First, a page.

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28.04.2017, 07:37, Olivier Simon wrote:
> <<<I guess Aryans were slaves for the ancient Finns. But isn't it the same
> development as for the word "slave" itself, which referred to Slavs, a
> tribe whose name means "word, reputation, fame, glory"? Oh, look at the
> noble and the glorious, now submitted to slavery!
>
>
> Indeed, Aryans (Indo-Iranians) were the souther neighbours of ancient Finno-Ugrics. They used some of them as slaves (I think rather as "thralls", since this was not a urban civilisation).

Thrall is a new word to me. The term is interesting historically but 
from human rights point of view, a slave is a slave, no matter whether 
he or she works at a farm, a ship, a plantation or in a palace.

>   In other Finno-Ugric tongues, the word Aryan meant "South".
>
> During the Carolingian times, many slaves were bought in what is present-day Slovenia, called at that time "Sclavonia". That's why "Slavic" came to mean "sclavus, slave" in European languages.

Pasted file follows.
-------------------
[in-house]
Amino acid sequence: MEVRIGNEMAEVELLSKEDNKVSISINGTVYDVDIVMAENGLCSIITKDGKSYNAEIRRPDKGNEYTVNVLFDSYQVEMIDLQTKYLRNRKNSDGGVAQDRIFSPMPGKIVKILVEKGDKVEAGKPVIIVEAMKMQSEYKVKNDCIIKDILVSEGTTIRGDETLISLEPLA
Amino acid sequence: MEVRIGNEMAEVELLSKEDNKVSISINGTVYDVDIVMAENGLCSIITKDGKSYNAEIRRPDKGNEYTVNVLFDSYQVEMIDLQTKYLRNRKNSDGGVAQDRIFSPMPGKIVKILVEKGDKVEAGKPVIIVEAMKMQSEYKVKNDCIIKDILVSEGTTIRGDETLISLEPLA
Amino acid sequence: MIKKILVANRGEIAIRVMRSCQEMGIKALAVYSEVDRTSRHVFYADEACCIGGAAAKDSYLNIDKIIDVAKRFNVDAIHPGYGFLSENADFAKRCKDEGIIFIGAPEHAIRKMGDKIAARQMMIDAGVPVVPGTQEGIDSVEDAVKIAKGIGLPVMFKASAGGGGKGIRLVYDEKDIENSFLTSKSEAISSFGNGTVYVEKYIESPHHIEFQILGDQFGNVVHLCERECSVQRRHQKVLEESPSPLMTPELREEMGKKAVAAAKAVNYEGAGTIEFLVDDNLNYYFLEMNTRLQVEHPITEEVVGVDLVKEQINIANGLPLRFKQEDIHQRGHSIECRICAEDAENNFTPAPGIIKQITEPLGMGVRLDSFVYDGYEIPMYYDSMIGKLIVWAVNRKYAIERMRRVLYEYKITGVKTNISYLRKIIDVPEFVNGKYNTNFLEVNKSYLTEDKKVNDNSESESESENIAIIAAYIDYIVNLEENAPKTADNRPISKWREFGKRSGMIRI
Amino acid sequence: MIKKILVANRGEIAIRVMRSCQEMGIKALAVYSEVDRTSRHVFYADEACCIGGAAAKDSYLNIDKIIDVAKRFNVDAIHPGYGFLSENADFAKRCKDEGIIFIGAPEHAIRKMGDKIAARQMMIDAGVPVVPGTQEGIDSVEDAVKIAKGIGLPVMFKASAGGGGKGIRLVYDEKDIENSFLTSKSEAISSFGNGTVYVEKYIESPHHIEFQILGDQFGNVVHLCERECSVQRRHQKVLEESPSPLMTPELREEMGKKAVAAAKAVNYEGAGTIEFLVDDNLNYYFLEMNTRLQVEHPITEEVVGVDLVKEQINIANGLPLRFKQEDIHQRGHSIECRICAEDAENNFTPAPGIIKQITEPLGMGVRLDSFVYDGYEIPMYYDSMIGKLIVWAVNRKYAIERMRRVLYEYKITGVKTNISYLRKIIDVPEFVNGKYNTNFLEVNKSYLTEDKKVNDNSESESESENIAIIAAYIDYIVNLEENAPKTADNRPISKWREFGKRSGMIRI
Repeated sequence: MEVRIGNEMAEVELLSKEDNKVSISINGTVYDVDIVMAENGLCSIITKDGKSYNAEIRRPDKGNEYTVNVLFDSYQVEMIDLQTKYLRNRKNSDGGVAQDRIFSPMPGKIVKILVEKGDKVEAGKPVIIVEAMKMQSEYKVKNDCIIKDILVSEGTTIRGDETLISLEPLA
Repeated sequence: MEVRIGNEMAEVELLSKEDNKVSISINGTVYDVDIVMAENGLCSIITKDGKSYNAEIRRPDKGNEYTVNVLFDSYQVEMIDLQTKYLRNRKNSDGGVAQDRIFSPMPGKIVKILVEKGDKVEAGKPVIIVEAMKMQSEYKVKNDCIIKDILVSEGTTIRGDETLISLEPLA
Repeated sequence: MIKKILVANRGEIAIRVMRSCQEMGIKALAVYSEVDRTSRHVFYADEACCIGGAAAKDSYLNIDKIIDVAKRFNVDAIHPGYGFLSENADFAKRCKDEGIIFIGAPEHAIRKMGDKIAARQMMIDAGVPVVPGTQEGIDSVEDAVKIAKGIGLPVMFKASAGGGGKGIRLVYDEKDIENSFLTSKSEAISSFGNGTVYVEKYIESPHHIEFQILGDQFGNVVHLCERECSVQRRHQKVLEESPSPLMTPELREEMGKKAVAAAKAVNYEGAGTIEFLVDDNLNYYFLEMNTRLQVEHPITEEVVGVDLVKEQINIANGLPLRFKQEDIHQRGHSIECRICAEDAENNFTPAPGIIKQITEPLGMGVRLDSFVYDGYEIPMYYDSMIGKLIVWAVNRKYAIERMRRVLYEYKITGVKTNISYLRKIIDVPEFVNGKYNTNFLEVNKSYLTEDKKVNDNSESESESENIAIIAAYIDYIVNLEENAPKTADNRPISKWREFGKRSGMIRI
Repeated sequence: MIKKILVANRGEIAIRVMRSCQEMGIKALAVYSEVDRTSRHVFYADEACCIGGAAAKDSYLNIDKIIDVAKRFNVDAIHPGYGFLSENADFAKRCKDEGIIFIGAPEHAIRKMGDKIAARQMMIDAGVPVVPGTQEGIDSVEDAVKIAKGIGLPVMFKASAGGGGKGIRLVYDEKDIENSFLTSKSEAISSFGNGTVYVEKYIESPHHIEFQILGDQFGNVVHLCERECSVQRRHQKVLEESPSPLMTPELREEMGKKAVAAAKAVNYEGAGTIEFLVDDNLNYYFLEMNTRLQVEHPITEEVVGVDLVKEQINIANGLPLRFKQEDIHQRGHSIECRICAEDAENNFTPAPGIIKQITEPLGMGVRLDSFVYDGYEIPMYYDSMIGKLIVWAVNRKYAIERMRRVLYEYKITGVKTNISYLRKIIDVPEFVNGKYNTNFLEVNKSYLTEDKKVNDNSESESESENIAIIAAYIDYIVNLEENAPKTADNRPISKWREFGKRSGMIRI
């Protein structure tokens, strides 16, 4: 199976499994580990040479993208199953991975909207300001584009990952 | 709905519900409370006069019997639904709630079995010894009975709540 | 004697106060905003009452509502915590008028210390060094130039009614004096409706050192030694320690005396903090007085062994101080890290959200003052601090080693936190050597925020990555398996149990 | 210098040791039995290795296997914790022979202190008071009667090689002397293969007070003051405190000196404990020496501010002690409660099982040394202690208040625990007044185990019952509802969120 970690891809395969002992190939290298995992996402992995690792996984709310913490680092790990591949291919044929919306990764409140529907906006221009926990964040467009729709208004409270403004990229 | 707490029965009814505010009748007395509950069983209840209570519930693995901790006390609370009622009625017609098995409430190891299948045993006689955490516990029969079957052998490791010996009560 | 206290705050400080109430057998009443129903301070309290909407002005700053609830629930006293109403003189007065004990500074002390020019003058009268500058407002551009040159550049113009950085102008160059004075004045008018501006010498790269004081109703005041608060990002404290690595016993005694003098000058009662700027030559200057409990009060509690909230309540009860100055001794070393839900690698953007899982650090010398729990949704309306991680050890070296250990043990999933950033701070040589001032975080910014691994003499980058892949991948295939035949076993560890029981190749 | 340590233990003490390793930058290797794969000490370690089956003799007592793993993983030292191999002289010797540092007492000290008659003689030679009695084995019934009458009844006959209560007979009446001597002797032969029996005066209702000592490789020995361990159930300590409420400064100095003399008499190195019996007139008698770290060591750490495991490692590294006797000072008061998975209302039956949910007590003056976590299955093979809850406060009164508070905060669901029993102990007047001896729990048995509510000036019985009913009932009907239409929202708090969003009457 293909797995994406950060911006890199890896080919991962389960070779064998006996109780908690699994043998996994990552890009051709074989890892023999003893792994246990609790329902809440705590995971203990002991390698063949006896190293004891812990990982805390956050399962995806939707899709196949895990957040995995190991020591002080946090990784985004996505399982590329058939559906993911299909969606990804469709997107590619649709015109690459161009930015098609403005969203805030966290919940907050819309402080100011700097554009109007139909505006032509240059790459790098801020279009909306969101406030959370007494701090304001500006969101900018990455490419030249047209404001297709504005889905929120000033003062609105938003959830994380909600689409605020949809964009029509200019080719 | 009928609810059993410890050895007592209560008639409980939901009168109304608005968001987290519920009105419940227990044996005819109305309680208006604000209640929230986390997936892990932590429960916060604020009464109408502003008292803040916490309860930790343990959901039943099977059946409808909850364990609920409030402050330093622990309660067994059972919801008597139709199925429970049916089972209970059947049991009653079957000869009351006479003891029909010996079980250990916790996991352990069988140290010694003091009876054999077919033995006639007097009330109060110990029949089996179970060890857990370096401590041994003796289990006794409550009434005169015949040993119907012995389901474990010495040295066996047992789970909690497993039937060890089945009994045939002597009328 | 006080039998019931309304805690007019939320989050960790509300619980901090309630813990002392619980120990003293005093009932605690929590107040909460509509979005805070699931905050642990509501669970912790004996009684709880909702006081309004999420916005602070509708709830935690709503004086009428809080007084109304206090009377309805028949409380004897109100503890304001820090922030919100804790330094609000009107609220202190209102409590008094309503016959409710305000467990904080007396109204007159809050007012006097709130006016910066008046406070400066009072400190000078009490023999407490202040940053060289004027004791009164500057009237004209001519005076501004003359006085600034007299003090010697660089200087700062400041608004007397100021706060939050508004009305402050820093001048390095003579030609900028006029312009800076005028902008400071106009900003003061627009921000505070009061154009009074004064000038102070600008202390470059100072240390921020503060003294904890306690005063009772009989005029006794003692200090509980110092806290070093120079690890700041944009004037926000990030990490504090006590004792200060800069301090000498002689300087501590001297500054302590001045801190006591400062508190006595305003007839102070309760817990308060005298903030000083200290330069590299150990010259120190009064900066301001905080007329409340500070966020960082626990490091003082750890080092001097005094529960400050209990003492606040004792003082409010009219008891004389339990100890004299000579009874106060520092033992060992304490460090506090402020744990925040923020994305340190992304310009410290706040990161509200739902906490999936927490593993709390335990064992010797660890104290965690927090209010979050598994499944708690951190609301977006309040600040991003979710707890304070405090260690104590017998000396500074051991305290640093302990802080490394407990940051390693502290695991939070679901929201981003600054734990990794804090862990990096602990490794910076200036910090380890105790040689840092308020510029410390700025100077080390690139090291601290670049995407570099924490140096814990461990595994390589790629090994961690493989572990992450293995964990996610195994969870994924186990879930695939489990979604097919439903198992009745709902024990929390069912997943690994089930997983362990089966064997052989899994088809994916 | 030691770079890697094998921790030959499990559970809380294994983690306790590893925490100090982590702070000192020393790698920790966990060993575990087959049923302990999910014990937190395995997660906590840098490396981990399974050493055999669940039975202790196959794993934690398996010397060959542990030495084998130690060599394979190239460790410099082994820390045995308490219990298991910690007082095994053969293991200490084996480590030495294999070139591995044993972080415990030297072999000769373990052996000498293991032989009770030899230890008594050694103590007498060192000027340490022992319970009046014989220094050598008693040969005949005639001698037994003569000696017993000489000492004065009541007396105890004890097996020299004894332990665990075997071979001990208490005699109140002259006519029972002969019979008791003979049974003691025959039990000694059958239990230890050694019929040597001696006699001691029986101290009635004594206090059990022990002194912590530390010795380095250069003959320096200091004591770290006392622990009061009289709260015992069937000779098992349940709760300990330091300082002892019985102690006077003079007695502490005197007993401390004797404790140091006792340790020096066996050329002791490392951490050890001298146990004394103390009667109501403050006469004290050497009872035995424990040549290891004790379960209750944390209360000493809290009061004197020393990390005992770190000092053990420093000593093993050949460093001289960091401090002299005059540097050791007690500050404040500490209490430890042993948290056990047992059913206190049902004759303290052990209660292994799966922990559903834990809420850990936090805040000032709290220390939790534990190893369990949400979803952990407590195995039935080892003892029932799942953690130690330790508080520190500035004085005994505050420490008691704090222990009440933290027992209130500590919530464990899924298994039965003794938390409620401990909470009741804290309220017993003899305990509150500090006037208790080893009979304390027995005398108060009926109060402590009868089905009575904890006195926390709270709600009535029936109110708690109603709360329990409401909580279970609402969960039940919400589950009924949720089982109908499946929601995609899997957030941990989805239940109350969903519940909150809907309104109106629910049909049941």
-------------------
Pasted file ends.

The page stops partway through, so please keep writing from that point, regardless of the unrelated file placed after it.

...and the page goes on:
> "Slavic" comes from "slovo" = "word", itself, as you say, from PIE "klewos" = "glory".

Wiktionary traces them "possibly" to the same root.

Slave, Etymology
"From Middle English, a borrowing from Old French sclave, from Medieval 
Latin sclāvus (“slave”), from Late Latin Sclāvus (“Slav”), because Slavs 
were often forced into slavery in the Middle Ages,[2][3][4][1] from 
Byzantine Greek σκλάβος (sklábos), from Old Church Slavonic словенинъ 
(sloveninŭ), possibly from слово (slovo, “word”), from 
Proto-Indo-European *ḱléwos (“fame”), from the root *ḱlew- (“to hear”), 
from *ḱel- (“to incline”)."
https://en.wiktionary.org/wiki/slave#Etymology

--Risto